In the world of digital instruments, the old adage “you get what you pay for” definitely holds true.  Not just any instrument will work for learning to play the piano.  A quality instrument will set up your child for their best chance of success.

Some families are reluctant to make a purchase before they are sure that their child will love lessons. We totally get that! The last thing you need is another hobby collecting dust! Check out the local music stores – most have appropriate instruments you can rent, often for around $50/month.

Preferred brands: Yamaha, Kawai, Roland

Touch Sensitive Keyboard

This is the ABSOLUTE MINIMUM level of keyboard.  Any level below this is just a toy, and is not suitable for lessons.  Check the instrument carefully to be sure that it meets the requirements.

Pros:

  • Some instruments in this category are sufficient as a starter instrument.
  • “Touch sensitive” means that you can get loud and soft sounds from the keyboard by pressing the key faster or slower.
  • It MAY have the full 88 keys.  But it also might have only 76 or even 60 (you need all 88, right from the first lesson!)

Cons:

  • There is no weight behind the keys so it can’t be used to effectively practice any kind of technique.  The lack of weight means that fingers don’t develop their strength.
  • Many don’t have the full 88 keys.  Even the earliest songs require all 88 keys.
  • It is unlikely to come with a music stand, keyboard stand, pedal or proper bench.  Each of these items are REQUIRED, not optional, so you will need to purchase them separately.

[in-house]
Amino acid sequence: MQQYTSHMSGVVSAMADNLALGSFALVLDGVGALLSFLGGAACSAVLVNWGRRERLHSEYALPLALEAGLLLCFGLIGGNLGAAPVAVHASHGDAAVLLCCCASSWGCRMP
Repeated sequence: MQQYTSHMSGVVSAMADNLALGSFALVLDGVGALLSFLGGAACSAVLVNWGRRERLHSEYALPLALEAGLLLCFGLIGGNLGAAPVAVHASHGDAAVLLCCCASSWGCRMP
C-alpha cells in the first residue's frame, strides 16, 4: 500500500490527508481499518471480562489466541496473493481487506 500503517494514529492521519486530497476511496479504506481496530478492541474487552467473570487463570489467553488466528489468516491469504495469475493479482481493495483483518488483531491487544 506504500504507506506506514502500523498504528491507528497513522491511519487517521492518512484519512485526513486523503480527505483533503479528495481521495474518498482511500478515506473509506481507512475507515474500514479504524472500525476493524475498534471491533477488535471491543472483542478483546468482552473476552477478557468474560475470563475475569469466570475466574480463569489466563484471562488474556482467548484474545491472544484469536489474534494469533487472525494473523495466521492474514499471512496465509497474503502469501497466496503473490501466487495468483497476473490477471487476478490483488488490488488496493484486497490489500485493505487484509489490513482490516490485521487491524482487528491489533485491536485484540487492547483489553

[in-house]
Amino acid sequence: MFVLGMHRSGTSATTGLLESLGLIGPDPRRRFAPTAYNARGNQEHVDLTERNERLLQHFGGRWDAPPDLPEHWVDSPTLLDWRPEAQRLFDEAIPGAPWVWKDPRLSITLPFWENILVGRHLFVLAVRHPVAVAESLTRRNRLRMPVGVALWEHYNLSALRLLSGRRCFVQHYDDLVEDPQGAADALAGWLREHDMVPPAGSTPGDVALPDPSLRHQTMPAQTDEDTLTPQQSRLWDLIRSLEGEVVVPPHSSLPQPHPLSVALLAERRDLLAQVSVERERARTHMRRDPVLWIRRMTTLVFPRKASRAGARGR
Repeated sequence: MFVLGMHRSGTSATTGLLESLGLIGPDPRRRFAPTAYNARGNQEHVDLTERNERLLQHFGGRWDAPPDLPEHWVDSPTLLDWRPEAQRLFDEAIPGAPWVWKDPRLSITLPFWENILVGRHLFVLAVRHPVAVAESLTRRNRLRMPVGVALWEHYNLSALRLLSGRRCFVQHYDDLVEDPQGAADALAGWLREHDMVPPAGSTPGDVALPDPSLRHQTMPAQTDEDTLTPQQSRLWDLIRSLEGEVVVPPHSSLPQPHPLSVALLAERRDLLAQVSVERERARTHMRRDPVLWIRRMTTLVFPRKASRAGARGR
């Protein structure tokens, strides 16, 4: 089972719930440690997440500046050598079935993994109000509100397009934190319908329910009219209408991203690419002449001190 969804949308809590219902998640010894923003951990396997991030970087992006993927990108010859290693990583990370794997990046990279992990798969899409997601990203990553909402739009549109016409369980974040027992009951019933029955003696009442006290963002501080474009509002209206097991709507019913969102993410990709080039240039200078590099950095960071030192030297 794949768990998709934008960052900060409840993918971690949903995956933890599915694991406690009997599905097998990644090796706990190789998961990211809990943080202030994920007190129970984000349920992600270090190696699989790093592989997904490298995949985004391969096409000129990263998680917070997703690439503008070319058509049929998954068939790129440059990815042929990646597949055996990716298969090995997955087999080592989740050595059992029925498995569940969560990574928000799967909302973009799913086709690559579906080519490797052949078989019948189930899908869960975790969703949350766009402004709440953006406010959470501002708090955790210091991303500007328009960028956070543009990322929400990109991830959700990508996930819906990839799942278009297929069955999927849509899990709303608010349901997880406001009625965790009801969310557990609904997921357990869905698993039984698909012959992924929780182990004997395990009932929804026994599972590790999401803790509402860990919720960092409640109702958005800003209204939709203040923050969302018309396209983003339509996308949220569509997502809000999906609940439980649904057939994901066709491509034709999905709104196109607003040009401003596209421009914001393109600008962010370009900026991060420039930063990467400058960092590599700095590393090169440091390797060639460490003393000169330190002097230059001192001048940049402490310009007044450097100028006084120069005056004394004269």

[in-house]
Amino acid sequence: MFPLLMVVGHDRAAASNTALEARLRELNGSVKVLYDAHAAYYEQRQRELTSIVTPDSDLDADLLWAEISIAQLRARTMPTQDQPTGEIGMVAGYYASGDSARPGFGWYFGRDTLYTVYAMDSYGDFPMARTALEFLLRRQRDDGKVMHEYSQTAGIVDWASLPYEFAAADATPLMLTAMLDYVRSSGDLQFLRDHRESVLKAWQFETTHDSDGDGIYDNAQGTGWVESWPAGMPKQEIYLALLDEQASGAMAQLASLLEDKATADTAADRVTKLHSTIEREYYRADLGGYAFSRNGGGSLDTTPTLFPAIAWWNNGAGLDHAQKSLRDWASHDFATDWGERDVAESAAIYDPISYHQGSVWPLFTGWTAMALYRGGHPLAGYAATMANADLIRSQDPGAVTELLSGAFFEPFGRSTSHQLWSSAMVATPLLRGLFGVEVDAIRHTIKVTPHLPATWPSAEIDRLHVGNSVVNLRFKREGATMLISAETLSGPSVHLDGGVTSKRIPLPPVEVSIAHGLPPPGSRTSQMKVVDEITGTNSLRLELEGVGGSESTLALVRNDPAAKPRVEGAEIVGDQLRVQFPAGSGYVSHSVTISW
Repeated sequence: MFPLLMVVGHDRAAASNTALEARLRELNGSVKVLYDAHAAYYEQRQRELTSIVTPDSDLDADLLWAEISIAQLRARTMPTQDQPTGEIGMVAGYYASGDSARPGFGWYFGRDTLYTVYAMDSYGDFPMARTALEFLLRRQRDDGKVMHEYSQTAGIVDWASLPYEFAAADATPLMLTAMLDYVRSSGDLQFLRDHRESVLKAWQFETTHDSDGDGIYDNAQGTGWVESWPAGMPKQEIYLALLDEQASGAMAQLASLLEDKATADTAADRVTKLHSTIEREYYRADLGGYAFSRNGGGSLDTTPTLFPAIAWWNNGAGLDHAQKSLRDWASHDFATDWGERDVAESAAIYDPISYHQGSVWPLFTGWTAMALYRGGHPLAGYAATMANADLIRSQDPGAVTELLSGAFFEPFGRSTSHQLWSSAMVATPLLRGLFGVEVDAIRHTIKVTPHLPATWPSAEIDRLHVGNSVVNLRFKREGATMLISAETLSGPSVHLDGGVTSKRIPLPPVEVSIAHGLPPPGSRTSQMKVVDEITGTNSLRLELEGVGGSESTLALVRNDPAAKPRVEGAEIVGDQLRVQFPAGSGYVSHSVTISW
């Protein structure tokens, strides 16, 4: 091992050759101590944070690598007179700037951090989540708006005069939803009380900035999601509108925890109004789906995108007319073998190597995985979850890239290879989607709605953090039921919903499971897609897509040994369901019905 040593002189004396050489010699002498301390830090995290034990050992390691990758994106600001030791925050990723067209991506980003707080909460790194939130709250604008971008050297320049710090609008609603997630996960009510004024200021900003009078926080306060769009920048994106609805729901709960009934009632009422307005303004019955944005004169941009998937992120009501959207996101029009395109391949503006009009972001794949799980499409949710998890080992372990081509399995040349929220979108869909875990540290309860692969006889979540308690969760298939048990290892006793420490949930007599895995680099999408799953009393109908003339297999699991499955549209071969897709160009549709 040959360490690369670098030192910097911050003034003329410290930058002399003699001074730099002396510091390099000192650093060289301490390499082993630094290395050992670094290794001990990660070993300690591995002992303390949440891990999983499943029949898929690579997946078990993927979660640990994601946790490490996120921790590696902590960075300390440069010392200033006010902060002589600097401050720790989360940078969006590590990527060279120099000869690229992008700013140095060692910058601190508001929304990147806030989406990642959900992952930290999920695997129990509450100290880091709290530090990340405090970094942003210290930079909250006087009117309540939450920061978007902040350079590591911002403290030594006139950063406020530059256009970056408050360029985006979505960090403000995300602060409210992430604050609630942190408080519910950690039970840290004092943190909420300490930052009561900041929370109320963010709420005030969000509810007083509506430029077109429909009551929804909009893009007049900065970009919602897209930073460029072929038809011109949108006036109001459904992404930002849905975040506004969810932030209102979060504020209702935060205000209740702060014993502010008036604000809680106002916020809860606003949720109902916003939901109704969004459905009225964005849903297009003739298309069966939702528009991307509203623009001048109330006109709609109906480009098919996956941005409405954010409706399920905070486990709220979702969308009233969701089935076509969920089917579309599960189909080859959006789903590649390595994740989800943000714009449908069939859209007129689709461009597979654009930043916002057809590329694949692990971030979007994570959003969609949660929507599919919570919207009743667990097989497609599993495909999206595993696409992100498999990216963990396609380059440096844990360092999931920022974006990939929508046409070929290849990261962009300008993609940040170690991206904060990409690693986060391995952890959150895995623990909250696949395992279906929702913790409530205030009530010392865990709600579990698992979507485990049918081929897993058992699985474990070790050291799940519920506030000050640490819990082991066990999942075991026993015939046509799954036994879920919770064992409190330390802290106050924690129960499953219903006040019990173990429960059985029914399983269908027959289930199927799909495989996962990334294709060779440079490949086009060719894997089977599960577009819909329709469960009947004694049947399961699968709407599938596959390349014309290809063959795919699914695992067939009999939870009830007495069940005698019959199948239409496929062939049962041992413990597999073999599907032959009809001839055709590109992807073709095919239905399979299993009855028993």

• There is very little resale value when you need to upgrade, which is usually within the first year of lessons.

If at all possible, skip this option and head straight to the next category.  It will save you money in the long run, and will set up your pianist with their best chance of success.

Semi-weighted Keyboard

Pros over the previous level:

  • It has weighted keys meaning it not only responds to the touch with a louder or softer sound, but the keys feel and respond more like piano keys too.
  • It can be a sufficient practice instrument for the first few years.
  • A cheap “X” stand (for the instrument), music stand, plastic pedal and bench may be included.

Cons:

  • You may need to upgrade in a couple years as you begin to play more sophisticated music.
  • You may need to purchase an additional instrument stand, bench, music stand and pedal, bringing the total cost closer to a higher quality instrument.  Again, each of these items are REQUIRED, not optional.
  • They don’t have fantastic resale value.

Digital Piano

Pros over the previous level:

  • Usually a digital piano refers to a semi-weighted or fully weighted keyboard with a more ‘piano-like’ furniture stand which is much sturdier than the “X” stand given with most keyboards.
  • A pedal unit is normally integrated.
  • If you can’t get an acoustic piano right now, a high end digital piano is the next best thing.

Cons:

  • Not suitable for advanced study.

Where can I find a practice instrument?

The main piano stores locally are:

Long & McQuade – sales and rental of digital instruments
13785 104 Ave
604) 588-9421

Tom Lee Music – sales and rental of digital and acoustic instruments
19638 Fraser Hwy
(604) 532-8303

We are happy to help guide you through the process of acquiring an instrument.  Once you find something you are interested in, feel free to email me a link.  I can let you know whether it fits the necessary criteria!